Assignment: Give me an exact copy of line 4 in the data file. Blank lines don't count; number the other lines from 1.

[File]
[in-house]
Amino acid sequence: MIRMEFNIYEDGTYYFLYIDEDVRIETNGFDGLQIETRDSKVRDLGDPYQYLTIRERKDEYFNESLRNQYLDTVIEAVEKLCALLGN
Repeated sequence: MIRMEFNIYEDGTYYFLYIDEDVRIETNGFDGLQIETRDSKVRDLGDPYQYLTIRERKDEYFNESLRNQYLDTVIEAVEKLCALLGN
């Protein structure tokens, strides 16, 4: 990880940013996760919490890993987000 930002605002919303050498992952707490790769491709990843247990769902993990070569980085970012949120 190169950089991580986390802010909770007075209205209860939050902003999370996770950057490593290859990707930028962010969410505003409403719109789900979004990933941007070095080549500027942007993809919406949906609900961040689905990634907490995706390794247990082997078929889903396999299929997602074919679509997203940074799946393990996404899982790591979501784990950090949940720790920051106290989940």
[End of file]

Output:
């Protein structure tokens, strides 16, 4: 990880940013996760919490890993987000 930002605002919303050498992952707490790769491709990843247990769902993990070569980085970012949120 190169950089991580986390802010909770007075209205209860939050902003999370996770950057490593290859990707930028962010969410505003409403719109789900979004990933941007070095080549500027942007993809919406949906609900961040689905990634907490995706390794247990082997078929889903396999299929997602074919679509997203940074799946393990996404899982790591979501784990950090949940720790920051106290989940």